Brin was born in Moscow to Russian Jewish parents, Michael Brin and Eugenia Brin, both graduates of Moscow State UniversityHis father is a mathematics professor at the University of Maryland, and his mother, a researcher at NASA’s Goddard Space Flight Center.

In 1979, when Brin was six, his family felt compelled to immigrate to the United States. In an interview with Mark Malseed, co-author of The Google Story,Sergey’s father explains how he was “forced to abandon his dream of becoming an astronomer even before he reached college”. Although an official policy of anti-Semitism did not exist in the Soviet Union, Michael Brin claims Communist Party heads barred Jews from upper professional ranks by denying them entry to universities, as Jews were excluded from the physics departments in particular. Michael Brin therefore changed his major to mathematics where he received nearly straight As. He said, “Nobody would even consider me for graduate school because I was Jewish.” At Moscow State University, Jews were required to take their entrance exams in different rooms from non-Jewish applicants, which were nicknamed “gas chambers”, and they were marked on a harsher scale.

The Brin family lived in a three-room apartment in central Moscow, which they also shared with Sergey’s paternal grandmother.Sergey told Malseed, “I’ve known for a long time that my father wasn’t able to pursue the career he wanted”, but Sergey only picked up the details years later after they had settled in the United States. He learned that in 1977, after his father returned from a mathematics conference in Warsaw, Poland, he announced that it was time for the family to emigrate. “We cannot stay here any more”, he told his wife and mother. At the conference, he was able to “mingle freely with colleagues from the United States, France, England and Germany and discovered that his intellectual brethren in the West were ‘not monsters.’” He added, “I was the only one in the family who decided it was really important to leave.”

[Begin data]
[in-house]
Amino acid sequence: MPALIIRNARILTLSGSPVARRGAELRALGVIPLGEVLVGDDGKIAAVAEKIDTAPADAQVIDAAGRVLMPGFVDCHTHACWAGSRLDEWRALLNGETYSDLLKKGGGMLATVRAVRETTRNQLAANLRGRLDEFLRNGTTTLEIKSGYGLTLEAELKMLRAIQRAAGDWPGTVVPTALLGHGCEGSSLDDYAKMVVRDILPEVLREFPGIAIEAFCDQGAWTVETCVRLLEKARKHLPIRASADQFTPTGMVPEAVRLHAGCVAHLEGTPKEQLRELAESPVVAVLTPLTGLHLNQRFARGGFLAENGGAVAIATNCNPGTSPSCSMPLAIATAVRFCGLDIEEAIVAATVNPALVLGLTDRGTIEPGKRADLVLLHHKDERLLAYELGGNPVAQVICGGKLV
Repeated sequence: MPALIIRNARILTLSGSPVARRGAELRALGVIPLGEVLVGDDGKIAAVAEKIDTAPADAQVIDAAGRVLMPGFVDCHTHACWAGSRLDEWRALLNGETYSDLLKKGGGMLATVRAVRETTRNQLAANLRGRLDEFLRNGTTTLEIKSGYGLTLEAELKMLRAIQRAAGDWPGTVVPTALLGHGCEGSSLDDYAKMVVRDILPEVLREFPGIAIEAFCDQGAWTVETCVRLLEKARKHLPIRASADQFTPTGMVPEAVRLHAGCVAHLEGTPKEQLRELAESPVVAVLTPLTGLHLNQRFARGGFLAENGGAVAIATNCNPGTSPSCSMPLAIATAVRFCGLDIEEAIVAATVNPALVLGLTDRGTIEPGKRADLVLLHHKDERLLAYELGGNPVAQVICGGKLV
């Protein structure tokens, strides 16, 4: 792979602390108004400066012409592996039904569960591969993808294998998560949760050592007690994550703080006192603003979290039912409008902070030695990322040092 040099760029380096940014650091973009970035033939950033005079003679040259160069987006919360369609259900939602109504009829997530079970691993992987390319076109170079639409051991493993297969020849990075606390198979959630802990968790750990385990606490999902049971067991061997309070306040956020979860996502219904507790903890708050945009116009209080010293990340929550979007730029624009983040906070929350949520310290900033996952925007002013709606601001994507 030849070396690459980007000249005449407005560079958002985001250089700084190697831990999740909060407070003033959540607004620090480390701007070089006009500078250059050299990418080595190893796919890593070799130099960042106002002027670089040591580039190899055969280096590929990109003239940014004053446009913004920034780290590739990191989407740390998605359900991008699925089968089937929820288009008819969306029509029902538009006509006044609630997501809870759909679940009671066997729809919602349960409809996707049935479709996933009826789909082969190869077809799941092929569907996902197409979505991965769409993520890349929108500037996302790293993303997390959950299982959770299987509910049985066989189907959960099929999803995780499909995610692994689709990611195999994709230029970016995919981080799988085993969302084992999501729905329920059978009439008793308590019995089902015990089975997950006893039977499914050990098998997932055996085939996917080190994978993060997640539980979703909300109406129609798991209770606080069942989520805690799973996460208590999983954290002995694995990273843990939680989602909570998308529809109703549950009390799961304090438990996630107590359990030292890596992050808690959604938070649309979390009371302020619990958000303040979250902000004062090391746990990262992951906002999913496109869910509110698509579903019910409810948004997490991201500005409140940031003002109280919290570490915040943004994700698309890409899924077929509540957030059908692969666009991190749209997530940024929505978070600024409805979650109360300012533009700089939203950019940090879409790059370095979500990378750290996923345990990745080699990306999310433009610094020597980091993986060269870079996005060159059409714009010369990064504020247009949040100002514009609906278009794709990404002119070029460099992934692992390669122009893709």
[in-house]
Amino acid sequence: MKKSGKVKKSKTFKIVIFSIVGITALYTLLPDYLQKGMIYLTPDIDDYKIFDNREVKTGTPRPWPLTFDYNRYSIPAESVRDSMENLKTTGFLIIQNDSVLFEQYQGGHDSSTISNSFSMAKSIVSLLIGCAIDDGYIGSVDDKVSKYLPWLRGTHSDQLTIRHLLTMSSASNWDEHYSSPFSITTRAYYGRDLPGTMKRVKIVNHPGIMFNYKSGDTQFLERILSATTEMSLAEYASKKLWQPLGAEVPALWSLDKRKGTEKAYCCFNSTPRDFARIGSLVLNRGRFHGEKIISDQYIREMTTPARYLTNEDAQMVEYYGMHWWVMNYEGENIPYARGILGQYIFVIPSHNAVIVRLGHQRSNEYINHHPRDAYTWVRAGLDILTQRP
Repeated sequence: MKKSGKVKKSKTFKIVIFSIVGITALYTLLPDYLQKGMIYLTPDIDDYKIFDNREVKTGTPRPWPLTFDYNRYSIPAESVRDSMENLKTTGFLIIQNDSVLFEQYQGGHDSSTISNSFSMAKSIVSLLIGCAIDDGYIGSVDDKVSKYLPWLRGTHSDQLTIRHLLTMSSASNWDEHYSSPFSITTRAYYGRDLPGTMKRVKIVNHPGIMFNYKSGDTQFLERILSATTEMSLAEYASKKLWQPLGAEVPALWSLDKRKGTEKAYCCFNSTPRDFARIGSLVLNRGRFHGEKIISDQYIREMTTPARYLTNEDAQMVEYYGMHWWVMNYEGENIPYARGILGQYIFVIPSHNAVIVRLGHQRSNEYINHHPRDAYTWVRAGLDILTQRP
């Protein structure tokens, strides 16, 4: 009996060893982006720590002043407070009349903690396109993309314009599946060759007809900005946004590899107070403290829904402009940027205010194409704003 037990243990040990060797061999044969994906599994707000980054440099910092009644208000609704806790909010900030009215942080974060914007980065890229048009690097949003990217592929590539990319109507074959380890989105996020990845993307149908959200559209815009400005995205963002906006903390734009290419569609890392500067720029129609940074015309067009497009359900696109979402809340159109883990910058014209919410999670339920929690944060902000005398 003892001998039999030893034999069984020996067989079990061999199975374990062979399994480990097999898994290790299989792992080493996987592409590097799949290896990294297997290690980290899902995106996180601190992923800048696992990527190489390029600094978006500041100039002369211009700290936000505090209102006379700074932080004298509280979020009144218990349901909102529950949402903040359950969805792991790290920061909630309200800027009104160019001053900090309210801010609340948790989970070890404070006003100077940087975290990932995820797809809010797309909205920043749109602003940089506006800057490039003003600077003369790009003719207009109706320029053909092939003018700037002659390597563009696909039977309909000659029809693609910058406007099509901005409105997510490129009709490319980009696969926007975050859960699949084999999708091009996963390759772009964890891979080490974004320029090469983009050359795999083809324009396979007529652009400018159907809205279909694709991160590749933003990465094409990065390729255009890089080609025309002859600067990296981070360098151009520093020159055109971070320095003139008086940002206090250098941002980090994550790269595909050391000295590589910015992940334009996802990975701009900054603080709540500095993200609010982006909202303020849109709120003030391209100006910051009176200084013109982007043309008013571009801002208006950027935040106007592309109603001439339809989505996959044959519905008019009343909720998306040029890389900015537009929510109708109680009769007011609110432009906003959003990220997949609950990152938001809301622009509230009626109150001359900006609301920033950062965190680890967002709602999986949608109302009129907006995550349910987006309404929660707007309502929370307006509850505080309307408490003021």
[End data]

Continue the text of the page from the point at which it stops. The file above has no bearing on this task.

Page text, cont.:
Sergey’s mother was less willing to leave their home in Moscow, where they had spent their entire lives. Malseed writes, “For Genia, the decision ultimately came down to Sergey. While her husband admits he was thinking as much about his own future as his son’s, for her, ‘it was 80/20′ about Sergey.” They formally applied for their exit visa in September 1978, and as a result his father “was promptly fired”. For related reasons, his mother also had to leave her job. For the next eight months, without any steady income, they were forced to take on temporary jobs as they waited, afraid their request would be denied as it was for many refuseniks. During this time his parents shared responsibility for looking after him and his father taught himself computer programming. In May 1979, they were granted their official exit visas and were allowed to leave the country.At an interview in October, 2000, Brin said, “I know the hard times that my parents went through there and am very thankful that I was brought to the States.”

In the summer of 1990, a few weeks before his 17th birthday, his father led a group of high school math students, including Sergey, on a two-week exchange program to the Soviet Union. “As Sergey recalls, the trip awakened his childhood fear of authority” and he remembered that his first “impulse on confronting Soviet oppression had been to throw pebbles at a police car”. Malseed adds, “On the second day of the trip, while the group toured a sanitarium in the countryside near Moscow, Sergey took his father aside, looked him in the eye and said, ‘Thank you for taking us all out of Russia.